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BERRY, Martyn 1948–1957 (Mid B)

The Chemistry of Art with Anthea Peppin and Colin Osborne A resource pack exploring the close relationship between the seemingly diverse worlds of Chemistry and the Arts. Royal Society of Chemistry/National Gallery, £10

AS & A Level Chemistry with Eric Lewis A clearly structured Chemistry text ensuring successful progression from GCSE to AS and A level. Longman, £26.50

Hydrogen Technology & Fuel Cells with Averil Macdonald A 4-volume lesson book set, comprising Science through Hydrogen, Chemistry through Hydrogen, Energy through Hydrogen, Physics through Hydrogen heliocentris Energiesysteme GmbH, price unknown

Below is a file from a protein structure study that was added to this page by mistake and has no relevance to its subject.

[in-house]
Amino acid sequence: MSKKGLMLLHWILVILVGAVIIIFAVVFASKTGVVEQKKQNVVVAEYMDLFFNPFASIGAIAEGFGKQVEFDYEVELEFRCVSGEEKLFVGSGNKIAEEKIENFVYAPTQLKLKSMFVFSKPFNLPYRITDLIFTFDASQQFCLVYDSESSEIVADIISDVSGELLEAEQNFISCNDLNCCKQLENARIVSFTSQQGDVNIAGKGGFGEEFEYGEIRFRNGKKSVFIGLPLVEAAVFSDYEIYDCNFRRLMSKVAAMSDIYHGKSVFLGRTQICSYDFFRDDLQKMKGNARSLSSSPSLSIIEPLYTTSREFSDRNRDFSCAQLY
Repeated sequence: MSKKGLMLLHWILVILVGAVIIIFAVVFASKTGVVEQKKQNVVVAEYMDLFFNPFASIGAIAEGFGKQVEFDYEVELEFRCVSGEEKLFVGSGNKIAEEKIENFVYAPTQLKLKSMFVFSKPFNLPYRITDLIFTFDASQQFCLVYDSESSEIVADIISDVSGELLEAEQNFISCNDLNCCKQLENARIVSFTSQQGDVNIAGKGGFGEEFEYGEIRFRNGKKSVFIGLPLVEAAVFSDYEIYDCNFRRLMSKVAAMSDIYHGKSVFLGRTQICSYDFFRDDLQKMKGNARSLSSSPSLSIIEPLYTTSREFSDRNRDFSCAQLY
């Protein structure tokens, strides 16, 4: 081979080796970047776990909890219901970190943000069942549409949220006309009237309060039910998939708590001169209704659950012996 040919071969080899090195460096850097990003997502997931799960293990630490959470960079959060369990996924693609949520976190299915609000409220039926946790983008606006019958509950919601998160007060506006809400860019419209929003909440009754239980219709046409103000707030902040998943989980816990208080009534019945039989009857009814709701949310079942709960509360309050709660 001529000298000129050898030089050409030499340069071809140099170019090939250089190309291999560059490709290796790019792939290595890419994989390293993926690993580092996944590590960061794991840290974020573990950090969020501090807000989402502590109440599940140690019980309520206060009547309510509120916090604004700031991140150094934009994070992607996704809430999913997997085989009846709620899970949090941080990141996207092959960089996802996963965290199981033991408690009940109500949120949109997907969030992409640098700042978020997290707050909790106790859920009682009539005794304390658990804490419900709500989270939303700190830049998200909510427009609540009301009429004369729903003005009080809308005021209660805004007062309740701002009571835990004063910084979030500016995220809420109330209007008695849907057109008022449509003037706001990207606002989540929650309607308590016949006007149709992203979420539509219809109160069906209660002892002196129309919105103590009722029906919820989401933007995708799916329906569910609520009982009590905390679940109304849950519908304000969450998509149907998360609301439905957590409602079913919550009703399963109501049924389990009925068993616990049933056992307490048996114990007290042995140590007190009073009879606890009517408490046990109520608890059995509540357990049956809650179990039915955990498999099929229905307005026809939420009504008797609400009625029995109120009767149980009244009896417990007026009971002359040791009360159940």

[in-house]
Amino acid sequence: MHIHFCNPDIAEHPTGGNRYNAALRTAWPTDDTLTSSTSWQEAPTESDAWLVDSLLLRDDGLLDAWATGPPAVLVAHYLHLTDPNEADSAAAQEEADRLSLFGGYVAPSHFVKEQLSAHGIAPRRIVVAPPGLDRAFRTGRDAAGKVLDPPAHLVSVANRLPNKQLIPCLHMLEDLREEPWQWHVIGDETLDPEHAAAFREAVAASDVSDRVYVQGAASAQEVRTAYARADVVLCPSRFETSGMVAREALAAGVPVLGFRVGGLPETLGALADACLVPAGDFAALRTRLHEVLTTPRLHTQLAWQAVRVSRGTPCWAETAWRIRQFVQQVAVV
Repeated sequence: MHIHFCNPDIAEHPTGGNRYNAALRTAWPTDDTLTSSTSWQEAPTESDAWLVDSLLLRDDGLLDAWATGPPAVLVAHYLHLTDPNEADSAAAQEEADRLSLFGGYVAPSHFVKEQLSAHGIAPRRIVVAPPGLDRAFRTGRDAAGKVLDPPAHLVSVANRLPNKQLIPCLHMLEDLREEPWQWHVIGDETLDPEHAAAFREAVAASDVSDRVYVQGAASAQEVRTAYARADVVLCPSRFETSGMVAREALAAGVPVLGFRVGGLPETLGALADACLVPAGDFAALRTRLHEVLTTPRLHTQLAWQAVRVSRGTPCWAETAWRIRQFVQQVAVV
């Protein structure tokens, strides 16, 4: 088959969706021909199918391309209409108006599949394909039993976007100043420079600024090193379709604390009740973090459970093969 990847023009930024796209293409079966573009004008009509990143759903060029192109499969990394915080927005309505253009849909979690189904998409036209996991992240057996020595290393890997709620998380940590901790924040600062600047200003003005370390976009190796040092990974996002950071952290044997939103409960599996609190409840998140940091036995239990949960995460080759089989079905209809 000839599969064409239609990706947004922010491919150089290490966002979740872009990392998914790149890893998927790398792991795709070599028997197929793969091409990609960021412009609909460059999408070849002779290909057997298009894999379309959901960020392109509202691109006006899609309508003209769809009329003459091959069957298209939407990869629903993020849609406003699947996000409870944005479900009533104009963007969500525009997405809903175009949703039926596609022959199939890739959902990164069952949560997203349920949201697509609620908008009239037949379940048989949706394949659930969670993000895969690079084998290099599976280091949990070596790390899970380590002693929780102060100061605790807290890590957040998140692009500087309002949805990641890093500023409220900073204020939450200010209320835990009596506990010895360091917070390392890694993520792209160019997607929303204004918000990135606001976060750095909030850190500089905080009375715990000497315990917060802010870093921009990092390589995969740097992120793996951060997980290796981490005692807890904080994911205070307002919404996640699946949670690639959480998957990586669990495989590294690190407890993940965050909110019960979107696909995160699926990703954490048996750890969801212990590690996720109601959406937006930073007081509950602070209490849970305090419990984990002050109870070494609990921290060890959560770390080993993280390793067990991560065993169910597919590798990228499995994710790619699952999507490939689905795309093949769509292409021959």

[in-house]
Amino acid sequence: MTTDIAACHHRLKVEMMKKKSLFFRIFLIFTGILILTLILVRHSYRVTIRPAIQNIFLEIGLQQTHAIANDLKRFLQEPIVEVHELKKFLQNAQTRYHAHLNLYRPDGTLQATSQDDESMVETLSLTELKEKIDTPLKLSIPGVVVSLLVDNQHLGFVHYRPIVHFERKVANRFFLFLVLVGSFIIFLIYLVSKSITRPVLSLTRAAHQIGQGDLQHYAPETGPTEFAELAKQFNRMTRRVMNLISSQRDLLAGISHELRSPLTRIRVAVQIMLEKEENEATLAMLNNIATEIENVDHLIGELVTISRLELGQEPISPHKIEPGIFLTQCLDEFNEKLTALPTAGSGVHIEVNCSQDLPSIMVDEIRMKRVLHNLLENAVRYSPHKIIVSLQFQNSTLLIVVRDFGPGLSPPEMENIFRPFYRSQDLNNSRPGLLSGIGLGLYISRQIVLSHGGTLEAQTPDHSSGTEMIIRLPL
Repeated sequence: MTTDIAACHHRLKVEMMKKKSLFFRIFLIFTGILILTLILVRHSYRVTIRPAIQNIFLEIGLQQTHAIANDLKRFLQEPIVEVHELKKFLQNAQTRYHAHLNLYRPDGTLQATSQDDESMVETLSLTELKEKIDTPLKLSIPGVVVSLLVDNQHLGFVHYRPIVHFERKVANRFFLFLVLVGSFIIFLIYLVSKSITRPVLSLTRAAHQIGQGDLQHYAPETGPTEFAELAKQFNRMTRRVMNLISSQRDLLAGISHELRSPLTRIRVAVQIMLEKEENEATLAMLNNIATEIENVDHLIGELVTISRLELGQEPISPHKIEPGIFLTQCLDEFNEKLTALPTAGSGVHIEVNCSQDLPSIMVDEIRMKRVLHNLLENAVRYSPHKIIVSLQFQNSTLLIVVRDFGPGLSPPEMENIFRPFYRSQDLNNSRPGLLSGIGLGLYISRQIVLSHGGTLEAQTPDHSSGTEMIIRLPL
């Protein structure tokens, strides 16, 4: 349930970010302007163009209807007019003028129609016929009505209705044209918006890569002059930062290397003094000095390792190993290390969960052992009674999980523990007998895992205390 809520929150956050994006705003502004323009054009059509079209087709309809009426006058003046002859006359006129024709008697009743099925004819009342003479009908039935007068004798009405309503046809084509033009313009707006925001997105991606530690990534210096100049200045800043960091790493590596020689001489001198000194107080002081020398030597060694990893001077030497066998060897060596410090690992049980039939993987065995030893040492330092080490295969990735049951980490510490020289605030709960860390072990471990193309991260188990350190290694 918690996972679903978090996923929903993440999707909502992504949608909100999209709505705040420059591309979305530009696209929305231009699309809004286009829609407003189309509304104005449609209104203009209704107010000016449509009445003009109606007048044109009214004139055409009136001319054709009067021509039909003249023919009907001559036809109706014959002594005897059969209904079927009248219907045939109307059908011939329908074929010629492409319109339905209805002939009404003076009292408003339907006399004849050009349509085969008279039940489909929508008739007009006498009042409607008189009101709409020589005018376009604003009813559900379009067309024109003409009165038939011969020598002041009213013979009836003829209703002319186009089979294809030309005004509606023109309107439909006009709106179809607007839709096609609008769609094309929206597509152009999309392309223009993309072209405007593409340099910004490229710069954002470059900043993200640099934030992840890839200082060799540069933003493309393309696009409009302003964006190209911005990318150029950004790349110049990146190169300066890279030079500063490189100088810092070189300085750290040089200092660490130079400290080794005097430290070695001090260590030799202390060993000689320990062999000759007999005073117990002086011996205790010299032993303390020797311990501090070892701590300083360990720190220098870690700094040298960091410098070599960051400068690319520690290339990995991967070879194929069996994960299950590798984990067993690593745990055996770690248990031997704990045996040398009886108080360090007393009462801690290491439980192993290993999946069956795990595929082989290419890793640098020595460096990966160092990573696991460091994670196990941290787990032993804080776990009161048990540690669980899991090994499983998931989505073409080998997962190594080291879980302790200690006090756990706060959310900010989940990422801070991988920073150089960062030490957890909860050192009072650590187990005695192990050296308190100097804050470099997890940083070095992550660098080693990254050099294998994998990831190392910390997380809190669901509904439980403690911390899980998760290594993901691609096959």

Chemist

His Guardian obituary of Gordon Van Praagh, Horsham Staff 1933-63

Book - The Chemistry of Art

Book - AS & A Level Chemistry

Book - Hydrogen Technology & Fuel Cells

Mention in Old Blue Scientists Reminisce - extensive report on Science Teaching at CH.

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BERTIE, Sir Thomas (Hoar, CH circa 1770)

Admiral

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BIANCARDI, Lucia 2000–2002 (Ba B, Gr W)

Details on Big Grecian website

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BIRAM, Benjamin (CH circa 1813)

Mining engineer

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BIRON, Joan 1929–1936 (6's)

Sister Joan Therese's funeral was on July 28th 2011.

Please click here to read the funeral address.